Welcome to the second entry of our character spotlight series. Last week Connor tackled Man of Steel‘s Lois Lane and now this week, we’re looking in-depth at Rorschach from Watchmen, played by Jackie Earle Haley. This character analysis of Rorschach is based only on Snyder’s film version and will of course contain major spoilers. Watchmen is a divisive film among the film community. Some believe it to be a film with nothing to actually say, with only flashy visuals supporting it. Others think it to be an incredibly dense film, that challenges response and thought from its audience with a myriad of thematic ideas presented to them through its characters. I, of course, am on the former side of this argument; I love Snyder’s Watchmen – specifically the Director’s Cut. It’s the best adaptation of the graphic novel I think we could have gotten, but the film also stands on its own thanks to surefire direction from Snyder. So in this article, I hope to examine Rorschach’s philosophy, his importance in relation to the film’s characters and the performance from Earle Haley himself.


“Never compromise, even in the face of Armageddon.” This line perfectly sums up Rorschach’s beliefs and actions throughout the film. Rorschach’s morals are black and white definitively; there is never a confluence of the two, which is represented by his mask.  The black inkblots and white material of his mask never mix to form grey, because a moral “grey area” does not exist for him. The character does not believe in fate or destiny, as he says to the psychiatrist in prison, “God doesn’t make the world this way. We do.” This ideal of his brings out the conviction in him to bring justice to the world, to make the world better with his single line of ethics and morals.

Rorschach thinks the law is too soft, not strict enough on crimes, so he breaks it. He kills murderers because he believes that’s justice; forgiveness is obsolete once you commit such a crime. He strives for social order and justice… by breaking the law. That is the major contradiction in his beliefs.  He believes that everybody should be treated equally under his rules, his ideas of morality and that will bring social order. But Rorschach is a sociopath, a murderer and a psychopath in the minds of any reasonable person. That’s where the grey enters in as not everybody is going to believe in one philosophy. The idea that one man can decide the fate of every person on the planet is ludicrous and unreasonable, but somehow, he thinks he can do it. You could say he has a God complex of sorts. So despite Rorschach’s admirable conviction, he is a distant figure to relate to.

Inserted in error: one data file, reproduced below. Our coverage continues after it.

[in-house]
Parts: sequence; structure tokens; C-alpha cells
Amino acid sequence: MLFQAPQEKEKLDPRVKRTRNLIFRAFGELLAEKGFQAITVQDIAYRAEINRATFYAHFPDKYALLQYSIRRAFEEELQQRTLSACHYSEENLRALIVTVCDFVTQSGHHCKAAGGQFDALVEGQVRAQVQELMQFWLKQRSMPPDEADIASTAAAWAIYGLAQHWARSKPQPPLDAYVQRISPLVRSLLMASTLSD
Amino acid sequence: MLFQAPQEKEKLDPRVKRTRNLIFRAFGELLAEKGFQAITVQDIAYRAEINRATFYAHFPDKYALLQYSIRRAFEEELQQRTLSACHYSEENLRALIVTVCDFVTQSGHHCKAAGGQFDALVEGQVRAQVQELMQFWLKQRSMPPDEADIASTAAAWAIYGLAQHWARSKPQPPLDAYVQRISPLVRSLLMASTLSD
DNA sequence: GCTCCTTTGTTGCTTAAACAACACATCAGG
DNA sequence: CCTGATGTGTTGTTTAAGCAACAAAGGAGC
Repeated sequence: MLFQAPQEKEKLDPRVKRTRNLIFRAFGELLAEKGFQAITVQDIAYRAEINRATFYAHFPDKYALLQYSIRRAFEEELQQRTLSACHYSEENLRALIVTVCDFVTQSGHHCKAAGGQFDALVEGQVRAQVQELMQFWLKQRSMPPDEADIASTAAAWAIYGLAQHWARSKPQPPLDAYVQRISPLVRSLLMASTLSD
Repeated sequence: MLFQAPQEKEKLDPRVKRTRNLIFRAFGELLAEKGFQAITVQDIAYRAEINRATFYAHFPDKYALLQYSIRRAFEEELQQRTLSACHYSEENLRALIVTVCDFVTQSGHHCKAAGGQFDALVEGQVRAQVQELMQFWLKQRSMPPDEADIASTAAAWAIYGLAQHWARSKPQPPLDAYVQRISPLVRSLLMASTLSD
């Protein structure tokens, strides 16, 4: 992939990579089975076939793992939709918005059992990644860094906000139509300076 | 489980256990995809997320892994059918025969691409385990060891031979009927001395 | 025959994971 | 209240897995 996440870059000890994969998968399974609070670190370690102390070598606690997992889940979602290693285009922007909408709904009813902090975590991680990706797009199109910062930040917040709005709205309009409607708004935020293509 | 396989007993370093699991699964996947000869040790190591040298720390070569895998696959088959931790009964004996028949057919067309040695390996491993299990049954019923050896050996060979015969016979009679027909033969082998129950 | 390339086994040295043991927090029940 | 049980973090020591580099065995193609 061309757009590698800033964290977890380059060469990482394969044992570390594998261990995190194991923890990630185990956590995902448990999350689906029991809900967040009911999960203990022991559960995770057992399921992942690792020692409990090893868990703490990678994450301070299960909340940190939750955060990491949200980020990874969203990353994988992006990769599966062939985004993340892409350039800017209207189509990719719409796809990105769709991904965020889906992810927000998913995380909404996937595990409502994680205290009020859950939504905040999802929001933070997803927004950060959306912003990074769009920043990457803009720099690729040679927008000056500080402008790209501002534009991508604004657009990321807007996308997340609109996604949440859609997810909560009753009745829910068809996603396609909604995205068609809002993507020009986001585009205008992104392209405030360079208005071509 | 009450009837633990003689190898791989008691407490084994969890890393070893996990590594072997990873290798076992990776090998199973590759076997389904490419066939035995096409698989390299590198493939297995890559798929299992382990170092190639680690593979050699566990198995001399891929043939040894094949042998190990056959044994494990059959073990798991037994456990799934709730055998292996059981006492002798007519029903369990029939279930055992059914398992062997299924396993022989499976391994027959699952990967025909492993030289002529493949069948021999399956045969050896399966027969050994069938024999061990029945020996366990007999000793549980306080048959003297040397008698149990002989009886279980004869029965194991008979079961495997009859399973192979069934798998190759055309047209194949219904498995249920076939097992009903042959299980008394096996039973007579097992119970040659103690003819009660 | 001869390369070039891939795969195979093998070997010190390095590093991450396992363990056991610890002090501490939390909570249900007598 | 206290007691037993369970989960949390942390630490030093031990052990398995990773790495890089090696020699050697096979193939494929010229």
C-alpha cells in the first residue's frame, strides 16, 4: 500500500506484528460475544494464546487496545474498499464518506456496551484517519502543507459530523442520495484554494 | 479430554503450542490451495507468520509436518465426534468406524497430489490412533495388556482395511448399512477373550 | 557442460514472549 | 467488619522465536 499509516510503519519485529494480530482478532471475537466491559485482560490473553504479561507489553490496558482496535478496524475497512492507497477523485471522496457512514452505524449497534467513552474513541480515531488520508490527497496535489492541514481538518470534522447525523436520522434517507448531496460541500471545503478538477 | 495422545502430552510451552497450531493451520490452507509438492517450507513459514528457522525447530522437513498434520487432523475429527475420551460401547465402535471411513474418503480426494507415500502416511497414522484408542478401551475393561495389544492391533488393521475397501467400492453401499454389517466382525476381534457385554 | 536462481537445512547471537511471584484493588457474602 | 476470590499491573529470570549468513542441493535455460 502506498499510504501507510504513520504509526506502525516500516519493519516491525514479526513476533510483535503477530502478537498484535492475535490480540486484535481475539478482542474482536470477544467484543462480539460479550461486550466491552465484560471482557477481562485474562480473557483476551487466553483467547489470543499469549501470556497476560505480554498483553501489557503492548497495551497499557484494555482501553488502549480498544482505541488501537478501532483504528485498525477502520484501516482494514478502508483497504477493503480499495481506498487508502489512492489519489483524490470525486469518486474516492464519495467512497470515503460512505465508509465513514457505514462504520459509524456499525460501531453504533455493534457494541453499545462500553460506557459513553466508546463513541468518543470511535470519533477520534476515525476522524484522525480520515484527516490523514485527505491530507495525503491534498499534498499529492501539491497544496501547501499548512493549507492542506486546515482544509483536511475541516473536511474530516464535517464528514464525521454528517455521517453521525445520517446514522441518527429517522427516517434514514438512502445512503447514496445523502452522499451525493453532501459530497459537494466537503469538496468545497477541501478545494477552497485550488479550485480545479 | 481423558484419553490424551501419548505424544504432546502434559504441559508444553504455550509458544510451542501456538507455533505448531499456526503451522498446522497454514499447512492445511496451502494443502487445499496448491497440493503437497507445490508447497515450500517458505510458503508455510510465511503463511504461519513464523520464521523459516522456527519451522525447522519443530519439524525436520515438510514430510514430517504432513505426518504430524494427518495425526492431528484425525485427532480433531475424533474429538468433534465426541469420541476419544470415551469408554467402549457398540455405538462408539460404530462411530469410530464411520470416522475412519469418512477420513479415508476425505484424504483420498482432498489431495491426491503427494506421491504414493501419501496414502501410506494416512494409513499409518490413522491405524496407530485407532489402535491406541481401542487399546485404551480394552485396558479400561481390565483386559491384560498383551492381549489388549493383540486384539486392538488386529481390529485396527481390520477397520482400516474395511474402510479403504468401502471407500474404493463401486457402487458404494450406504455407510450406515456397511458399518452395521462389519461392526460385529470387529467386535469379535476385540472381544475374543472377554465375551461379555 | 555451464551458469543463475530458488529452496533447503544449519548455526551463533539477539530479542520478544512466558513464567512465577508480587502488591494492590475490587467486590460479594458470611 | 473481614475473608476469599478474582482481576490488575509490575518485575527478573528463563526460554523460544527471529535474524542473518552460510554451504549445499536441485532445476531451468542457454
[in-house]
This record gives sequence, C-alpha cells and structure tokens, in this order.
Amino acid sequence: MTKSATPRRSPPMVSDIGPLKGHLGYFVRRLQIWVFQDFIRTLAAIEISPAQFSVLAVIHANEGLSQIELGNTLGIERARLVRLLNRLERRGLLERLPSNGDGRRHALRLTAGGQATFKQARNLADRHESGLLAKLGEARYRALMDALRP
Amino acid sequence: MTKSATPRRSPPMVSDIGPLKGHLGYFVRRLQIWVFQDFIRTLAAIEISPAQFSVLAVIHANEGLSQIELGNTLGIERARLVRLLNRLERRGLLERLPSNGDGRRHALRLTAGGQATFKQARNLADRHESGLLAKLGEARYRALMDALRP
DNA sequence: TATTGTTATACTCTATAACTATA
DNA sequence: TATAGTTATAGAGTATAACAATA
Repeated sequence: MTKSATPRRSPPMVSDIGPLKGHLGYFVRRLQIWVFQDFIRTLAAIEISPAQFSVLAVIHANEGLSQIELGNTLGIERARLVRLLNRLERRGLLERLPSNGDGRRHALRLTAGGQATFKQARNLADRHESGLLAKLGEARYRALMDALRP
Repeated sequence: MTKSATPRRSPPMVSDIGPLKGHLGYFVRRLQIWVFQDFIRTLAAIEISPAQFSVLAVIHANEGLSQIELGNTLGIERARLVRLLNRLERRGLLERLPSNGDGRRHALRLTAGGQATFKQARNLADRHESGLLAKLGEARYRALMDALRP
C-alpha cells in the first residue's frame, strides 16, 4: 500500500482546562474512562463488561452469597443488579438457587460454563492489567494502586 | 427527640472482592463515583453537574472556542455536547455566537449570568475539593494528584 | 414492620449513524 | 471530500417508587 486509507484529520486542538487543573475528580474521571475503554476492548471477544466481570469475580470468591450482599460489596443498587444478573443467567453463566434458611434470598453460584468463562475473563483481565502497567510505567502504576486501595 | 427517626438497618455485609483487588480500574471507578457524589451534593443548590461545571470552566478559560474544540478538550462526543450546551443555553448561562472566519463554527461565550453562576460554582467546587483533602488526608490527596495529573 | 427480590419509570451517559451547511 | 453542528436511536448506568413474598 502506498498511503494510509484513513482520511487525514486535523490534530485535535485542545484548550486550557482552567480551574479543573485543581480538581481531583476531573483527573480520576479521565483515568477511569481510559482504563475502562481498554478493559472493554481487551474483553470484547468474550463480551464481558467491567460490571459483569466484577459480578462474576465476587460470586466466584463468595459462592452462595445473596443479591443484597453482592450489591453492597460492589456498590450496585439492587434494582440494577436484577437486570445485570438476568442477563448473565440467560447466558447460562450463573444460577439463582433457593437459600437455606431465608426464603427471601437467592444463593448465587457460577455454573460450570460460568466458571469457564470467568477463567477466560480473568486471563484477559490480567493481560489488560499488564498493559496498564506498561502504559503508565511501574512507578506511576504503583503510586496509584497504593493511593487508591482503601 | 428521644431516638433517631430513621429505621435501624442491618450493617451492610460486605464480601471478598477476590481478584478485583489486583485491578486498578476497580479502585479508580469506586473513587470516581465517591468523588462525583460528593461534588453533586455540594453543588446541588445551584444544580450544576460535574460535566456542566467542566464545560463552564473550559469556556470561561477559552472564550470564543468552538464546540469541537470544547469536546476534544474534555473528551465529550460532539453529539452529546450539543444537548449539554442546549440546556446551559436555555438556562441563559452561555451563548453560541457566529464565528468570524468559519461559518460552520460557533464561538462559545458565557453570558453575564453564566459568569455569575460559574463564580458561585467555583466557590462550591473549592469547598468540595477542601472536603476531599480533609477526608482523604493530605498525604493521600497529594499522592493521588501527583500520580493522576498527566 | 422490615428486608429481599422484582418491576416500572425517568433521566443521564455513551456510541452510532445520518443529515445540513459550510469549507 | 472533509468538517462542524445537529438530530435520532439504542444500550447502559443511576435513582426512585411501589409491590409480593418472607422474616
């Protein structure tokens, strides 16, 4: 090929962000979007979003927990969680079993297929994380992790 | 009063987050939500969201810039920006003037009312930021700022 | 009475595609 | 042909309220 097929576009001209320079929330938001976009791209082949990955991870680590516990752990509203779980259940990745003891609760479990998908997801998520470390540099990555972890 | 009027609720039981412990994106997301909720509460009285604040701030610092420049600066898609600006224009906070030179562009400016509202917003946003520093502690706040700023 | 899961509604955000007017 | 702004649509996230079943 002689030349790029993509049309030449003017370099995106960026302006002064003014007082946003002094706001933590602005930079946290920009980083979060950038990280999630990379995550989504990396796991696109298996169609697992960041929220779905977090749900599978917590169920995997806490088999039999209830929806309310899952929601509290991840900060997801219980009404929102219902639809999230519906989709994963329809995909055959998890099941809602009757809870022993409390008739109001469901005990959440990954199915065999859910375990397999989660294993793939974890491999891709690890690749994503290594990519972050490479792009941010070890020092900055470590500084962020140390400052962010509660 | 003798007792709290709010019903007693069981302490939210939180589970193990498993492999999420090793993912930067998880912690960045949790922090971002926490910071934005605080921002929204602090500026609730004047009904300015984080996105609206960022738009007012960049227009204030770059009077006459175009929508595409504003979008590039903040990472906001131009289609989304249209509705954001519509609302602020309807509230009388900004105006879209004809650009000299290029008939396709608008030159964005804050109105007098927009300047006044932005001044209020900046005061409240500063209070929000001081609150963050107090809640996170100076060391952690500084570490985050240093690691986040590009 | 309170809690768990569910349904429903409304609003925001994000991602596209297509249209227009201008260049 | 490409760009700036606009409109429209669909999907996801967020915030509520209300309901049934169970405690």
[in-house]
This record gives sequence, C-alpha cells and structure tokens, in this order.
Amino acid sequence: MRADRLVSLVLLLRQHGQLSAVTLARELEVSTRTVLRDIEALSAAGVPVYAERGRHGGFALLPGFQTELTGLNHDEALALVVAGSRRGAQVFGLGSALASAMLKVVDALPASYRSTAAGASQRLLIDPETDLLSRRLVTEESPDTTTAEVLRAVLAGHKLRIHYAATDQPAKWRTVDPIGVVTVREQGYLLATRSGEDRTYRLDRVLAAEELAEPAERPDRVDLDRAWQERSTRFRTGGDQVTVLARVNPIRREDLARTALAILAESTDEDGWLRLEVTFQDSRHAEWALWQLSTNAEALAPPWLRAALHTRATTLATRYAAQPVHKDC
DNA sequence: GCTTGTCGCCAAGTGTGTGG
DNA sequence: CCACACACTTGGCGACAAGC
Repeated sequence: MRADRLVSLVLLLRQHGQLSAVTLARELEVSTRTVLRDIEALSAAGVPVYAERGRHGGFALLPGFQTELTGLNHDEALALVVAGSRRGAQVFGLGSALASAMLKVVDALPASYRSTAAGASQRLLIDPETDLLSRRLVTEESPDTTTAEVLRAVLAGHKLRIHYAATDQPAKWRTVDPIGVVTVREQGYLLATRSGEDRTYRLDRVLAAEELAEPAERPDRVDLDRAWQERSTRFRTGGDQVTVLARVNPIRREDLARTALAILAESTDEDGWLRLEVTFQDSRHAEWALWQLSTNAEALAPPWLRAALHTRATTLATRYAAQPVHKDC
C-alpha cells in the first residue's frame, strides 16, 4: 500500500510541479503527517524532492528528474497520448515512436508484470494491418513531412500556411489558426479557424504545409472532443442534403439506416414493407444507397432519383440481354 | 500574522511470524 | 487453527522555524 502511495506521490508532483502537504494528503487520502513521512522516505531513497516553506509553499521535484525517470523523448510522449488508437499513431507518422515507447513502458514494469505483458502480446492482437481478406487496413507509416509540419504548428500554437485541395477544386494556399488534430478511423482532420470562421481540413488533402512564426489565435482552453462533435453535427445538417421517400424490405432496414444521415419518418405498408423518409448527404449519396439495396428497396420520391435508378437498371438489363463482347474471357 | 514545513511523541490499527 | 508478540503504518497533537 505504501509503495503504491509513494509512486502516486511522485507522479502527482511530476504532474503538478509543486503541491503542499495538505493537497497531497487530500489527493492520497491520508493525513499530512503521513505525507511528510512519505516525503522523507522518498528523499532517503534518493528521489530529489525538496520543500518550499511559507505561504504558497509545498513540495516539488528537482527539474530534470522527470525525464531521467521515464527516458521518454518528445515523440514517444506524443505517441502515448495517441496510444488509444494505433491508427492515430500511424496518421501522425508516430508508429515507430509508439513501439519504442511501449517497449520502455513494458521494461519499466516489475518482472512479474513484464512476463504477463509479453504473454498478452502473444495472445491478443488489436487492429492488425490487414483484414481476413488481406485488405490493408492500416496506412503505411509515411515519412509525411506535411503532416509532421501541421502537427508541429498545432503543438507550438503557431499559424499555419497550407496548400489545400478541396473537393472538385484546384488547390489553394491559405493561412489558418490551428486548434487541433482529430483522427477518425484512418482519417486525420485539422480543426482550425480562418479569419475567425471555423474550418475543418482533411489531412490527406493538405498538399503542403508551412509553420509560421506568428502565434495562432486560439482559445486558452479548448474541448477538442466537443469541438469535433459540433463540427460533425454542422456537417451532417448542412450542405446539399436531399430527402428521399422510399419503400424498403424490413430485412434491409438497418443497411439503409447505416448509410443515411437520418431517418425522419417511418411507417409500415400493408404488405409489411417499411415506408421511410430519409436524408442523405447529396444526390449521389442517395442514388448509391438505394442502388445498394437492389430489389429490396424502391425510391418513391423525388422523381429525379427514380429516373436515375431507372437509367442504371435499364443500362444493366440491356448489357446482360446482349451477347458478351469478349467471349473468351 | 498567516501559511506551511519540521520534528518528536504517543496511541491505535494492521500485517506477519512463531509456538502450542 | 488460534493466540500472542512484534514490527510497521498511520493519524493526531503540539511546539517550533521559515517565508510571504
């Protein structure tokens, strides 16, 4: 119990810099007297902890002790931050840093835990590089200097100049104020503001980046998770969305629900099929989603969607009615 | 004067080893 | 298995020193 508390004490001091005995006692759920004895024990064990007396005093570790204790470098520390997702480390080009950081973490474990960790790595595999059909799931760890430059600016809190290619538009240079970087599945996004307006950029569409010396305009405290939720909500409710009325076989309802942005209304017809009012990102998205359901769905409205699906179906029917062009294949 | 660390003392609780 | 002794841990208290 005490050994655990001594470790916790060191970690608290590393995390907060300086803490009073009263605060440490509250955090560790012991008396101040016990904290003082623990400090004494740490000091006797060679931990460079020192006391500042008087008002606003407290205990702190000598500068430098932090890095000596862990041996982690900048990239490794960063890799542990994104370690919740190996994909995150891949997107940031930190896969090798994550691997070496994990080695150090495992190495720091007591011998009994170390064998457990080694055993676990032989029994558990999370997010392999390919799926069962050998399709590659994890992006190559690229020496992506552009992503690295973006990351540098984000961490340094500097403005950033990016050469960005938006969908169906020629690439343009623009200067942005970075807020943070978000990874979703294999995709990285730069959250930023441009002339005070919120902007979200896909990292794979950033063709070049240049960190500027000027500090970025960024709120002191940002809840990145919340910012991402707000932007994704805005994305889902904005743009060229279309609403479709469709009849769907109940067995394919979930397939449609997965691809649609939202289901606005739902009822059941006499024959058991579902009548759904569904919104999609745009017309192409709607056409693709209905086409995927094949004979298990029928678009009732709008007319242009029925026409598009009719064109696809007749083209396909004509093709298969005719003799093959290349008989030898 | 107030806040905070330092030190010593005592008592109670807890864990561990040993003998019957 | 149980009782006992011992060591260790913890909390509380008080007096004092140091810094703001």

Walter Kovacs (Rorschach’s alter ego) is superfluous in the world. Kovacs is a normal man with no power, but the mask of the Rorschach identity gives him something to make evident, to stand out and to make his ideals, morals and rules known to people. This idea is shown by Moloch’s (a character we have no real relation to) inherent fear of Rorschach when he enters his home. Kovacs’ true face is Rorschach he says because that identity is the only one with power and authority over people — two themes of the film.

In the end, Rorschach dies because he is not willing to keep the lie that Adrian (Ozymandias) has conspired. He will not compromise in the face of the armageddon that has been wreaked on the world, even if it is a utopia of order. Even though this is what Rorschach always wanted, he realizes that it is not truly justice – something that Adrian does not believe in. The utopia is not black and white, so he is not willing to accept it. Rorschach’s beliefs are not totally undone by the end of course, as his journal that details the events of Veidt’s plan are in the book. It’s up to the viewer to decide what happens next. That is one of the biggest questions the film raises regarding the character and what the revelation of Adrian’s plan would mean for the world. So maybe Rorschach’s black and white utopia can be salvaged after all, but we never find out.


Watchmen plays with a myriad of different superhero archetypes in regards to its characters. Rorschach represents the vigilante taken to its furthest extreme. What would the world do to a man if he became so adherent to a set of ideals that involve trying to serve a greater cause? At the beginning of the film he is the only character still pursuing crime fighting. While Nite-Owl and Silk Spectre are retired and struggling to find purpose, Rorschach is still determined to fight for his cause, at whatever cost — even death. Dan and Laurie reminisce of the old days and eventually put back on their personas, but their conviction has been lost due to the Keene act.

Rorschach wants people to believe in a certain philosophy while Ozymandias doesn’t care what people believe in, just that they believe that Dr. Manhattan caused the death of millions, which brings peace to the world by the end. In regards to Adrian, I have already talked about what his plan means to Rorschach’s ideals. He conflicts with Dr. Manhattan because of his ability to perceive all of time at what once, meaning he believes in fate and destiny, ideas which Rorschach repels. Manhattan also has lost any emotional connection to humanity as a whole because of his power. This also creates conflict as Rorschach’s whole belief system is about the merits of human life and social justice, even if Rorschach himself is somewhat un-emotional.